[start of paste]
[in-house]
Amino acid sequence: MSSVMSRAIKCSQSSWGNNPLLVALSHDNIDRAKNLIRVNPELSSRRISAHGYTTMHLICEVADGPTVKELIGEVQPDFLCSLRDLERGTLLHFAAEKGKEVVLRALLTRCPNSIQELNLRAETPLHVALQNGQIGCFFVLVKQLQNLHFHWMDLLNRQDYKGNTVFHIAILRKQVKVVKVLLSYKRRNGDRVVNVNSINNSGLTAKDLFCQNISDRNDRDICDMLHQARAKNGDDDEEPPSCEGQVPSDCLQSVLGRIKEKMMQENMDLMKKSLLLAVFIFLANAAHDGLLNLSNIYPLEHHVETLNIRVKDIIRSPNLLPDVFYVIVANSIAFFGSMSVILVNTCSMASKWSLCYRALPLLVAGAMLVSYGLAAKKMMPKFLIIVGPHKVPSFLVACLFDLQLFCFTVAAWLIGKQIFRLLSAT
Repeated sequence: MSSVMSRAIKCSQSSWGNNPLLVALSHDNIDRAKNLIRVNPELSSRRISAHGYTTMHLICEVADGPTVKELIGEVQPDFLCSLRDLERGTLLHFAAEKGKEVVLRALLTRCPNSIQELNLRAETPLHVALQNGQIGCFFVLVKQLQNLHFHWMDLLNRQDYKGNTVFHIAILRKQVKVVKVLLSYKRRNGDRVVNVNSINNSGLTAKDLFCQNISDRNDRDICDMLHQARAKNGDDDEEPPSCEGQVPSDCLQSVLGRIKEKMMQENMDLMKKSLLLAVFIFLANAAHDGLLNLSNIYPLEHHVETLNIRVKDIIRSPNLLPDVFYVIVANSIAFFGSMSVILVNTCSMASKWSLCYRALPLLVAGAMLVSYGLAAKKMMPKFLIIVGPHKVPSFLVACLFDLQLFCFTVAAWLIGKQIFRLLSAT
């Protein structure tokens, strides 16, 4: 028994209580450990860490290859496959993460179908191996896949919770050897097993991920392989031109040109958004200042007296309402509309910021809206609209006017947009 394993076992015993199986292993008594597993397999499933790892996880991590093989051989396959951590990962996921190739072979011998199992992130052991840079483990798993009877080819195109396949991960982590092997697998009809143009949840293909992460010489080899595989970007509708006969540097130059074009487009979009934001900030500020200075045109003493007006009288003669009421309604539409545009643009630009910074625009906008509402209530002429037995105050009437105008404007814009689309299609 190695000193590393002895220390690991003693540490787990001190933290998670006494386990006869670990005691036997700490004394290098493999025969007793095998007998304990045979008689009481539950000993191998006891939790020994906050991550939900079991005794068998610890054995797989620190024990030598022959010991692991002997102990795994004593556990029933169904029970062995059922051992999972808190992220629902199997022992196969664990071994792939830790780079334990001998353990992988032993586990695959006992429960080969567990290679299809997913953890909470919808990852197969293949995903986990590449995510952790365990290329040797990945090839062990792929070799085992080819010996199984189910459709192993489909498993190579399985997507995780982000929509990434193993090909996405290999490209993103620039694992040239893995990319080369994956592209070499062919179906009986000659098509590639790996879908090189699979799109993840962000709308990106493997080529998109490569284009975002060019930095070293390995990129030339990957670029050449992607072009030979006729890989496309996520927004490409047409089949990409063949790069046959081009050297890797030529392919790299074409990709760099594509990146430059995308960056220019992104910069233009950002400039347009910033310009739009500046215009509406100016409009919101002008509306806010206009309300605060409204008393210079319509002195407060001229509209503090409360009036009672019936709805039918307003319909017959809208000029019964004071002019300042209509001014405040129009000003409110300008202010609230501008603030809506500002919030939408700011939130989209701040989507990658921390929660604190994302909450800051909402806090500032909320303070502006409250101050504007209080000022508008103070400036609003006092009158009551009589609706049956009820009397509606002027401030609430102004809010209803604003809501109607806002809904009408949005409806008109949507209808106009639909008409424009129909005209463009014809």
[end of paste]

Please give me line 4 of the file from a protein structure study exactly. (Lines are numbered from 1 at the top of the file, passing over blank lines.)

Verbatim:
């Protein structure tokens, strides 16, 4: 028994209580450990860490290859496959993460179908191996896949919770050897097993991920392989031109040109958004200042007296309402509309910021809206609209006017947009 394993076992015993199986292993008594597993397999499933790892996880991590093989051989396959951590990962996921190739072979011998199992992130052991840079483990798993009877080819195109396949991960982590092997697998009809143009949840293909992460010489080899595989970007509708006969540097130059074009487009979009934001900030500020200075045109003493007006009288003669009421309604539409545009643009630009910074625009906008509402209530002429037995105050009437105008404007814009689309299609 190695000193590393002895220390690991003693540490787990001190933290998670006494386990006869670990005691036997700490004394290098493999025969007793095998007998304990045979008689009481539950000993191998006891939790020994906050991550939900079991005794068998610890054995797989620190024990030598022959010991692991002997102990795994004593556990029933169904029970062995059922051992999972808190992220629902199997022992196969664990071994792939830790780079334990001998353990992988032993586990695959006992429960080969567990290679299809997913953890909470919808990852197969293949995903986990590449995510952790365990290329040797990945090839062990792929070799085992080819010996199984189910459709192993489909498993190579399985997507995780982000929509990434193993090909996405290999490209993103620039694992040239893995990319080369994956592209070499062919179906009986000659098509590639790996879908090189699979799109993840962000709308990106493997080529998109490569284009975002060019930095070293390995990129030339990957670029050449992607072009030979006729890989496309996520927004490409047409089949990409063949790069046959081009050297890797030529392919790299074409990709760099594509990146430059995308960056220019992104910069233009950002400039347009910033310009739009500046215009509406100016409009919101002008509306806010206009309300605060409204008393210079319509002195407060001229509209503090409360009036009672019936709805039918307003319909017959809208000029019964004071002019300042209509001014405040129009000003409110300008202010609230501008603030809506500002919030939408700011939130989209701040989507990658921390929660604190994302909450800051909402806090500032909320303070502006409250101050504007209080000022508008103070400036609003006092009158009551009589609706049956009820009397509606002027401030609430102004809010209803604003809501109607806002809904009408949005409806008109949507209808106009639909008409424009129909005209463009014809």